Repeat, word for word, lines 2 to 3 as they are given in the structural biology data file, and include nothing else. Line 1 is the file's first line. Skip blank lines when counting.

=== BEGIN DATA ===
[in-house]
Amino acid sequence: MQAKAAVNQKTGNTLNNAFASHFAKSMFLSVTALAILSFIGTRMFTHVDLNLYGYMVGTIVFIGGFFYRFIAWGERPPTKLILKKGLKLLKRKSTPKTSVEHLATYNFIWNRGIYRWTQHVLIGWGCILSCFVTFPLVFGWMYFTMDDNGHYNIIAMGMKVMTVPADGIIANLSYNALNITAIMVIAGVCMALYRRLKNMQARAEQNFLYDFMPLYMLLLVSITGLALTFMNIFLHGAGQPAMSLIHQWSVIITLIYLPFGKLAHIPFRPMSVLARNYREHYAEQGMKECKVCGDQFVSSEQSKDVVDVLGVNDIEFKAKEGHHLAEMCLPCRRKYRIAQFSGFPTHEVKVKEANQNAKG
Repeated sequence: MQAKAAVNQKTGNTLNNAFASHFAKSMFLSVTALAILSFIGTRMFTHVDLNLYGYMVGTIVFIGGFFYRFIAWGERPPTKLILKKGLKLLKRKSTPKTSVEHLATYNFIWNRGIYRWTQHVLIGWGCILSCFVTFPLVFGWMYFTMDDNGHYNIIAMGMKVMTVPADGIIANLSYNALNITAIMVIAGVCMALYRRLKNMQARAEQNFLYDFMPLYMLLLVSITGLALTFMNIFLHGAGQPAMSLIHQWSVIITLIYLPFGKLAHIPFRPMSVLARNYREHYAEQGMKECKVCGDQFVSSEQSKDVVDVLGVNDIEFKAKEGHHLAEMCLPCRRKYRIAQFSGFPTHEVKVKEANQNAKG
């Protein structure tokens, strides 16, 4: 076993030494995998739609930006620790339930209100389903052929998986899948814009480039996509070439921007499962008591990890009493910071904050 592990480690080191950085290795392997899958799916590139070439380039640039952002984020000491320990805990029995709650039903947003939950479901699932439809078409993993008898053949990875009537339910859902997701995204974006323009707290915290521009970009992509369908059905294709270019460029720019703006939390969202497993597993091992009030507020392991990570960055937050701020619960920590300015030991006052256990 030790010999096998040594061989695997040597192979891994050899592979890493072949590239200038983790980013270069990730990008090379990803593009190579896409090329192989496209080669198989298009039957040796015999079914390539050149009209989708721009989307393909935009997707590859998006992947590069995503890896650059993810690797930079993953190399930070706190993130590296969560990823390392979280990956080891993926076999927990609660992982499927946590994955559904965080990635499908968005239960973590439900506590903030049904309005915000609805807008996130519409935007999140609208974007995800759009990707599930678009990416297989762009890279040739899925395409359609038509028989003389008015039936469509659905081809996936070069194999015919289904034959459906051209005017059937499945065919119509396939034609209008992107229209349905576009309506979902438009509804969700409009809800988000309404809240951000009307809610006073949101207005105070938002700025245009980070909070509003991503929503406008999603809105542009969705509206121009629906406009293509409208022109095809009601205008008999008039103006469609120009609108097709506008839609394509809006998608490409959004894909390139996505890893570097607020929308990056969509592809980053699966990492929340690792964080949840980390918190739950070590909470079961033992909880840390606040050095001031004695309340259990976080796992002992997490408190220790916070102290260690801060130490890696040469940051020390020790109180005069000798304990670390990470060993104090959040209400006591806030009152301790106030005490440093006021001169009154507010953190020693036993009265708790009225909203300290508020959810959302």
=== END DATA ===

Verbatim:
Amino acid sequence: MQAKAAVNQKTGNTLNNAFASHFAKSMFLSVTALAILSFIGTRMFTHVDLNLYGYMVGTIVFIGGFFYRFIAWGERPPTKLILKKGLKLLKRKSTPKTSVEHLATYNFIWNRGIYRWTQHVLIGWGCILSCFVTFPLVFGWMYFTMDDNGHYNIIAMGMKVMTVPADGIIANLSYNALNITAIMVIAGVCMALYRRLKNMQARAEQNFLYDFMPLYMLLLVSITGLALTFMNIFLHGAGQPAMSLIHQWSVIITLIYLPFGKLAHIPFRPMSVLARNYREHYAEQGMKECKVCGDQFVSSEQSKDVVDVLGVNDIEFKAKEGHHLAEMCLPCRRKYRIAQFSGFPTHEVKVKEANQNAKG
Repeated sequence: MQAKAAVNQKTGNTLNNAFASHFAKSMFLSVTALAILSFIGTRMFTHVDLNLYGYMVGTIVFIGGFFYRFIAWGERPPTKLILKKGLKLLKRKSTPKTSVEHLATYNFIWNRGIYRWTQHVLIGWGCILSCFVTFPLVFGWMYFTMDDNGHYNIIAMGMKVMTVPADGIIANLSYNALNITAIMVIAGVCMALYRRLKNMQARAEQNFLYDFMPLYMLLLVSITGLALTFMNIFLHGAGQPAMSLIHQWSVIITLIYLPFGKLAHIPFRPMSVLARNYREHYAEQGMKECKVCGDQFVSSEQSKDVVDVLGVNDIEFKAKEGHHLAEMCLPCRRKYRIAQFSGFPTHEVKVKEANQNAKG